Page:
Season with salt and pepper and bake for around 5 minutes or until the cheese has melted.

    Slice with a pizza cutter and serve immediately (it does not keep). If you want a meaty version, add some air dried ham after cooking.

     

    This recipe is from ScandiKitchen Summer by Brontë Aurell.

    ScandiKitchen Summer


    This post was posted in Recipes, UK and was tagged with recipe for the weekend, Pizza, summer, scandi

  • Posted on June 15, 2018

    Gueuze Chicken Vindaloo

    It's National Beer Day! And to celebrate here's a great-tasting Chicken Vindaloo recipe from Mark Dredge. This dish is perfect pairing for Dark Lager or Witbier.

    In the united  kingdom, Vindaloo comes with a fire-hazard warning: eat one of these curries and part of your body will burst into flames. Vindaloo’s reputation for being fearsomely spicy is a British development on a dish that has  Portuguese roots. It was originally meat cooked with wine and garlic, which then evolved (when the  Portuguese took it to  India) into meat cooked with vinegar and the addition of chili and other spices. The beer-evolution is to take out the vinegar and use Gueuze for the acidity instead (this also adds some peppery depth). I serve mine with  Pale  Ale and  Garlic  Naan  Bread on the side.

    FOR THE MARINADE

    1 tsp each cumin seeds, coriander seeds, mustard seeds, and cardamom pods

    1 tsp ground turmeric

    1 tsp granulated sugar

    A thumb-sized piece of fresh ginger, finely chopped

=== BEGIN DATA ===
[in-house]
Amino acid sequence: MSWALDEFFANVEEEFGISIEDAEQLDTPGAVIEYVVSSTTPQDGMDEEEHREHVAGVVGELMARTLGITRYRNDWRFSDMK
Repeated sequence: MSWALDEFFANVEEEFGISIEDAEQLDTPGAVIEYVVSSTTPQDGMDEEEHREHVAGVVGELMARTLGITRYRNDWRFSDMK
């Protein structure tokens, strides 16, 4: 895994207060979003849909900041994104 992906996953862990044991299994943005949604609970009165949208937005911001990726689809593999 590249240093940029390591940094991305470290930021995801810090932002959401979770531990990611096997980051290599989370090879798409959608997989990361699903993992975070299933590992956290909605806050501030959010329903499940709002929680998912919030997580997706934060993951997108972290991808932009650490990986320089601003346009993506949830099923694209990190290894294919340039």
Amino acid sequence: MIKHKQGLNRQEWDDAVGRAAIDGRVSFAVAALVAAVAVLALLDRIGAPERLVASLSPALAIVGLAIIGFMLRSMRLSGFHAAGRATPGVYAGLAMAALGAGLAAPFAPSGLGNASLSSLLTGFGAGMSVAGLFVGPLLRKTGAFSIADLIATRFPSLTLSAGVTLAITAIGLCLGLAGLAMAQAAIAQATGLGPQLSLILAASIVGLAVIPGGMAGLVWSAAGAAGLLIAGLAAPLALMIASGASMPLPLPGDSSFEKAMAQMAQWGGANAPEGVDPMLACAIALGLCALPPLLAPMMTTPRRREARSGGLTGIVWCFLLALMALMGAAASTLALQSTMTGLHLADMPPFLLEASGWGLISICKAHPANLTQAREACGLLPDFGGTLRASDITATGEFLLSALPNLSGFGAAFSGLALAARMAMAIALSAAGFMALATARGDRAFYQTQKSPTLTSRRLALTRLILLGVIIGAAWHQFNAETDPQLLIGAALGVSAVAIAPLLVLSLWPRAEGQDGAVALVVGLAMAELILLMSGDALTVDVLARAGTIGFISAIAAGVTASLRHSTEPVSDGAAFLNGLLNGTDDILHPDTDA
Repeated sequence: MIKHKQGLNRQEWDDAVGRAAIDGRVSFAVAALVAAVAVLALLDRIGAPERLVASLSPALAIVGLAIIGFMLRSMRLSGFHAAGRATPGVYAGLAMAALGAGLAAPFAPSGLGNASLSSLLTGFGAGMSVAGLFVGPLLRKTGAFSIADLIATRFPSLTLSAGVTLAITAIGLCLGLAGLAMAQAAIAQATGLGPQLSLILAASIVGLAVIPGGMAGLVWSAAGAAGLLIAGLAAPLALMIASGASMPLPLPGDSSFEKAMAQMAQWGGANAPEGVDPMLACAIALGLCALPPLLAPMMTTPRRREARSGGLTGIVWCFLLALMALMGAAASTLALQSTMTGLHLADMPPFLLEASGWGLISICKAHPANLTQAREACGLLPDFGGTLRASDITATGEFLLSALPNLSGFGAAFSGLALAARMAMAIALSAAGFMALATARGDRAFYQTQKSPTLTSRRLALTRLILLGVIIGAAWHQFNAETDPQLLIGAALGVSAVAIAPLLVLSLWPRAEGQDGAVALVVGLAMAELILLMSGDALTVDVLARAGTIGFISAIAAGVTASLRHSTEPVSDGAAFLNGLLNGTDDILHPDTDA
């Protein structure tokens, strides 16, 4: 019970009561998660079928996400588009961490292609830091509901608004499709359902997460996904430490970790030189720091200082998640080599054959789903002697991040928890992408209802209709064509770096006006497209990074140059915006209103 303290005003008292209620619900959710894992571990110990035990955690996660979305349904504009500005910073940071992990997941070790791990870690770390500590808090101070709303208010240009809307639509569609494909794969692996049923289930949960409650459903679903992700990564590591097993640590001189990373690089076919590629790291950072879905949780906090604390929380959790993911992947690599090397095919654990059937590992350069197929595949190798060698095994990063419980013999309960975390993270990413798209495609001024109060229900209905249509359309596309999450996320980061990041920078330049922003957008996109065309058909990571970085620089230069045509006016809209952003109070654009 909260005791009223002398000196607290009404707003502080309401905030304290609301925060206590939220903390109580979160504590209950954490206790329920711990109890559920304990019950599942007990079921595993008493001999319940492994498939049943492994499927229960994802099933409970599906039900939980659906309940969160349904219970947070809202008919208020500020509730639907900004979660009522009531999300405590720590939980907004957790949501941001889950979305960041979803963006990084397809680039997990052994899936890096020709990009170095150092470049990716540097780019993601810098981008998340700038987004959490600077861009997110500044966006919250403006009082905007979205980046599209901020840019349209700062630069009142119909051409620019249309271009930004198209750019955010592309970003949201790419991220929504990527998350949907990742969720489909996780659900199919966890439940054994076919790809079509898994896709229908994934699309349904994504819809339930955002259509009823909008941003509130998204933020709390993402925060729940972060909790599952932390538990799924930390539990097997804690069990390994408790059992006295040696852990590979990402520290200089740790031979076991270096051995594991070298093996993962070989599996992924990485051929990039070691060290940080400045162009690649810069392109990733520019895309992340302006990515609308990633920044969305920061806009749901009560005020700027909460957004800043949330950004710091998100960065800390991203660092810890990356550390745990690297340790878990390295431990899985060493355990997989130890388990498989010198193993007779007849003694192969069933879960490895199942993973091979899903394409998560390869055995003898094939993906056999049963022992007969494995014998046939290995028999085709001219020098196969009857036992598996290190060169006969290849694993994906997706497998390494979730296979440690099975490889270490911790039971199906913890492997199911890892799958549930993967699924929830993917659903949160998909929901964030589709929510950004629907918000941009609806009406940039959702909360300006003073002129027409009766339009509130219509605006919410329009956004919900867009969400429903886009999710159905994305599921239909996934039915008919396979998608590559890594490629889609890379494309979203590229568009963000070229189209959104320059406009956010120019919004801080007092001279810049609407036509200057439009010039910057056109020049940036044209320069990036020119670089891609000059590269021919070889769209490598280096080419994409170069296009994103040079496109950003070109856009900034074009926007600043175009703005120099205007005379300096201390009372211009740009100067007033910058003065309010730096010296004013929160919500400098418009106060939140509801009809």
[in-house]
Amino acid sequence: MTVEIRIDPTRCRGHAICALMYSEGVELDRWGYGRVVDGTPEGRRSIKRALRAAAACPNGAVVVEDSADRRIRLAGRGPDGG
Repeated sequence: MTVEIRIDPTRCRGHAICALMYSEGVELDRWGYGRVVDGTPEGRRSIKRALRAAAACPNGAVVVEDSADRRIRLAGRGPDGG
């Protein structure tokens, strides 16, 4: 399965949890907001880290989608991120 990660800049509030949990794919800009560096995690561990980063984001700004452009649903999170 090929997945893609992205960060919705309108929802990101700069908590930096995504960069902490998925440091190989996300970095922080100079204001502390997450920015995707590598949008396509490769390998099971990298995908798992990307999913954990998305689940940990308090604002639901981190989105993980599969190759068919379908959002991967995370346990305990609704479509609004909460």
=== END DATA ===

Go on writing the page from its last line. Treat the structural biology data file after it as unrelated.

½ tsp ground cinnamon

    2 cloves

    6 garlic cloves

    3 fresh green chili peppers

    50ml Gueuze

    Salt and freshly ground black pepper

    FOR THE CURRY

    4 skinless and boneless chicken thighs, chopped into large chunks

    2–3 tbsp olive oil

    1 large white onion,

    finely sliced

    3 plum tomatoes

    150ml chicken stock

    100ml Gueuze

    A few cilantro (coriander) leaves, to serve

    SERVES 4

     

    1. Dry-fry the cumin, coriander, and mustard seeds, and the cardamom pods in a saucepan for a few minutes. If you are using ground versions of the spices, then just use ½ teaspoon of each and mix them straight into the marinade.

    2. Add the dry-fried spices to a food-blender with all the other marinade ingredients and blitz into a paste - this might take a couple of minutes.

    3. Cover the chicken with the marinade and leave in the fridge for 4–8 hours, reserving any excess marinade.

    4. Heat the oil over a medium heat in a large saucepan and fry the chicken. When the chicken has colored, add the onion and tomatoes, and then fry for a couple of minutes until they soften.

    5. Add the remainder of the marinade liquid, the stock, and about 50ml of the beer. Bring to a simmer, cover, and cook for 30 minutes. Add the final 50ml of beer just before serving and decorate with a few cilantro (coriander) leaves.

    6. Don’t drink this one with Gueuze—it may be cooked in it, but the beer doesn’t taste great with it. Instead, you want a Dark Lager or Witbier.

    Beer and Food

    More beer pairing and fantastic food recipes can be found in Beer and Food, by Mark Dredge.


    This post was posted in Recipes, UK